I note that construction has stopped of a Mark Twain Museum here in Hartford —behind the carriage house of the Mark Twain House at 351 Farmington Avenue. Work persons have been sent home from that site because American "conservatives," as they call themselves, on Wall Street and at the head of so many of our corporations, have stolen a major fraction of our private savings, have ruined investors and employees by means of fraud and outright piracy.

Shock and awe.

And now, having installed themselves as our federal government, or taken control of it from outside, they have squandered our public treasury and then some. They have created a public debt of such appalling magnitude that our descendants, for whom we had such high hopes, will come into this world as poor as church mice.

Shock and awe.

What are the conservatives doing with all the money and power that used to belong to all of us? They are telling us to be absolutely terrified, and to run around in circles like chickens with their heads cut off. But they will save us. They are making us take off our shoes at airports. Can anybody here think of a more hilarious practical joke than that one?

Smile, America. You’re on Candid Camera.

And they have turned loose a myriad of our high-tech weapons, each one costing more than a hundred high schools, on a Third World country, in order to shock and awe human beings like us, like Adam and Eve, between the Tigris and Euphrates Rivers.

. . . .

What has happened to us? We have suffered a technological calamity. Television is now our form of government [my italics].

Further mocking our current regime in Washington, Vonnegut recalls the man who became the first president of a Republican Party which would reject him today. The words of Congressman Abraham Lincoln, describing President Polk's 1848 War on Mexico:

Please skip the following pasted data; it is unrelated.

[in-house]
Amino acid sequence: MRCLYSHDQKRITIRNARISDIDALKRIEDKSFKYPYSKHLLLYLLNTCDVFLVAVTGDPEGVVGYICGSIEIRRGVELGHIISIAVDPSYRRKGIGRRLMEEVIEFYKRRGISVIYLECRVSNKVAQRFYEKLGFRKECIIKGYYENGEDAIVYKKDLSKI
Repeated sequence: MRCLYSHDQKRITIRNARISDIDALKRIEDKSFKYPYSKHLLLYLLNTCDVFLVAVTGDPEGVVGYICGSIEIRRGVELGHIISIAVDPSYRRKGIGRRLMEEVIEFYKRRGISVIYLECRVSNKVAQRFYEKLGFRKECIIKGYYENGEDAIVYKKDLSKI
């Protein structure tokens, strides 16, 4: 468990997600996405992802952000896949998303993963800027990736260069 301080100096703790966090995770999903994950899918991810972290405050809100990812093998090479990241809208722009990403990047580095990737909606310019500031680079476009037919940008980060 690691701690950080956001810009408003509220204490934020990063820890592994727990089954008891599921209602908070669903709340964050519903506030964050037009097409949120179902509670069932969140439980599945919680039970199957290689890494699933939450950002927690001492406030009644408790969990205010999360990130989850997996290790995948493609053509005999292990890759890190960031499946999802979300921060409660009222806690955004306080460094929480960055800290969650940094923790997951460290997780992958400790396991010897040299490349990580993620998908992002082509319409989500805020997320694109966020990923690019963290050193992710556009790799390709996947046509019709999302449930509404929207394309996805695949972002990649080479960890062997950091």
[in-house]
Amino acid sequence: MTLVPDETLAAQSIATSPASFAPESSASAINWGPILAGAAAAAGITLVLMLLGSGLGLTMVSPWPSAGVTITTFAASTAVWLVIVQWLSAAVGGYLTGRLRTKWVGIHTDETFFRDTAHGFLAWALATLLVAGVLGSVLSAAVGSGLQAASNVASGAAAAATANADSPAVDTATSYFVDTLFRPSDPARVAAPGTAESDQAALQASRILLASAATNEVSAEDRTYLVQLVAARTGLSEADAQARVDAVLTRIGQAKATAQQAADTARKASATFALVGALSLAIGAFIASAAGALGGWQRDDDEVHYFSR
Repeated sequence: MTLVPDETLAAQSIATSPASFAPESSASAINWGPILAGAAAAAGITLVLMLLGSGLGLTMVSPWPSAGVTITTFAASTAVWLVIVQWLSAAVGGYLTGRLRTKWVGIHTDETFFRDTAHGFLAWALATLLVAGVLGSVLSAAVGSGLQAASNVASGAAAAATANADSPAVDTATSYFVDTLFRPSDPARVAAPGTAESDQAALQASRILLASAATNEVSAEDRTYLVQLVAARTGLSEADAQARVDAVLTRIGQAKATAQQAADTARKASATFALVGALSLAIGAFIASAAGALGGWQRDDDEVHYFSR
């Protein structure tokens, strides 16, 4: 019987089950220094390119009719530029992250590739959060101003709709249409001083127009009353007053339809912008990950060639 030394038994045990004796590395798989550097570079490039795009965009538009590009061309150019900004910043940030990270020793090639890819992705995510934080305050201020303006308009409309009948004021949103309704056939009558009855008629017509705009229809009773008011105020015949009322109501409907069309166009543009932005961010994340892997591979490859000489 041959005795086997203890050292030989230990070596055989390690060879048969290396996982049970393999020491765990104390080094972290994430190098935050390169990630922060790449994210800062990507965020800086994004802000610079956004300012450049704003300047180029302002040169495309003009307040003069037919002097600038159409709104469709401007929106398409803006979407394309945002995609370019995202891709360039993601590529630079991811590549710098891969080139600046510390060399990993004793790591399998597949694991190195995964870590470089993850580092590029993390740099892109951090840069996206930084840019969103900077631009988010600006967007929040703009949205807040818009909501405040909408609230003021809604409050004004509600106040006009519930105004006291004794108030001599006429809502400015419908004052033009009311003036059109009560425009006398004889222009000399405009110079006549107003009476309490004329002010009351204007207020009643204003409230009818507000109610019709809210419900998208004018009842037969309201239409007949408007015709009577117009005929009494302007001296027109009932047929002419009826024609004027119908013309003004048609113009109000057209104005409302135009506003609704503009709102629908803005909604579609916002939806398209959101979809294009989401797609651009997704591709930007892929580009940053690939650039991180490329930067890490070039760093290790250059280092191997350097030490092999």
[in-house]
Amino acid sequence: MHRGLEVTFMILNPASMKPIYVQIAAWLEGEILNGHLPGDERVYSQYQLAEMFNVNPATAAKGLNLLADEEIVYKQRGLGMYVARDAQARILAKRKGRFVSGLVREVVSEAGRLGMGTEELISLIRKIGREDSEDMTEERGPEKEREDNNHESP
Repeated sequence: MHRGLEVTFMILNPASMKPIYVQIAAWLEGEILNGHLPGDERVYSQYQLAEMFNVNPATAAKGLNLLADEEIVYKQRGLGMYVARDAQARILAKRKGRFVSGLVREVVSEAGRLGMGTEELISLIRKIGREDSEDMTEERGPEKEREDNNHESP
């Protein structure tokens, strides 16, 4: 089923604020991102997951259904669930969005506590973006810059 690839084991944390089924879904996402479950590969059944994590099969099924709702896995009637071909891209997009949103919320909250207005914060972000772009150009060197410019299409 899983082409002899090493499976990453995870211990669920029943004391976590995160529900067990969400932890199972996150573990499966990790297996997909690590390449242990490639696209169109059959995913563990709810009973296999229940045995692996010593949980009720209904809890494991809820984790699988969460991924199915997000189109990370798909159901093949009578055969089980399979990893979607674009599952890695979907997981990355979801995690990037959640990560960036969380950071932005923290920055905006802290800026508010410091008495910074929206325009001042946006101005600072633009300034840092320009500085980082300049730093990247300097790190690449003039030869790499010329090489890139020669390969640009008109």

"Trusting to escape scrutiny by fixing the public gaze upon the exceeding brightness of military glory, that attractive rainbow that rises in showers of blood —that serpent’s eye, that charms to destroy, he plunged into war."
Vonnegut jumps up:
Holy smokes! I almost said, "Holy shit!" And I thought I was a writer!

A sober reading of the contemporary American political scene, from Sheldon Wolin in The Nation this week.

The increasing power of the state and the declining power of institutions intended to control it has been in the making for some time. The party system is a notorious example. The Republicans have emerged as a unique phenomenon in American history of a fervently doctrinal party, zealous, ruthless, antidemocratic and boasting a near majority. As Republicans have become more ideologically intolerant, the Democrats have shrugged off the liberal label and their critical reform-minded constituencies to embrace centrism and footnote the end of ideology. In ceasing to be a genuine opposition party the Democrats have smoothed the road to power of a party more than eager to use it to promote empire abroad and corporate power at home. Bear in mind that a ruthless, ideologically driven party with a mass base was a crucial element in all of the twentieth-century regimes seeking total power.

Representative institutions no longer represent voters. Instead, they have been short-circuited, steadily corrupted by an institutionalized system of bribery that renders them responsive to powerful interest groups whose constituencies are the major corporations and wealthiest Americans. The courts, in turn, when they are not increasingly handmaidens of corporate power, are consistently deferential to the claims of national security. Elections have become heavily subsidized non-events that typically attract at best merely half of an electorate whose information about foreign and domestic politics is filtered through corporate-dominated media. Citizens are manipulated into a nervous state by the media's reports of rampant crime and terrorist networks, by thinly veiled threats of the Attorney General and by their own fears about unemployment. What is crucially important here is not only the expansion of governmental power but the inevitable discrediting of constitutional limitations and institutional processes that discourages the citizenry and leaves them politically apathetic.


From Britannica Concise:

Fascism: Philosophy of government that stresses the primacy and glory of the state, unquestioning obedience to its leader, subordination of the individual will to the state's authority, and harsh suppression of dissent. Martial virtues are celebrated, while liberal democratic values are denigrated. 20th-cent. fascism arose partly out of fear of the rising power of the lower classes and differed from contemporary communism (as practiced under J. Stalin) by its protection of the corporate and landowning powers and preservation of a class system.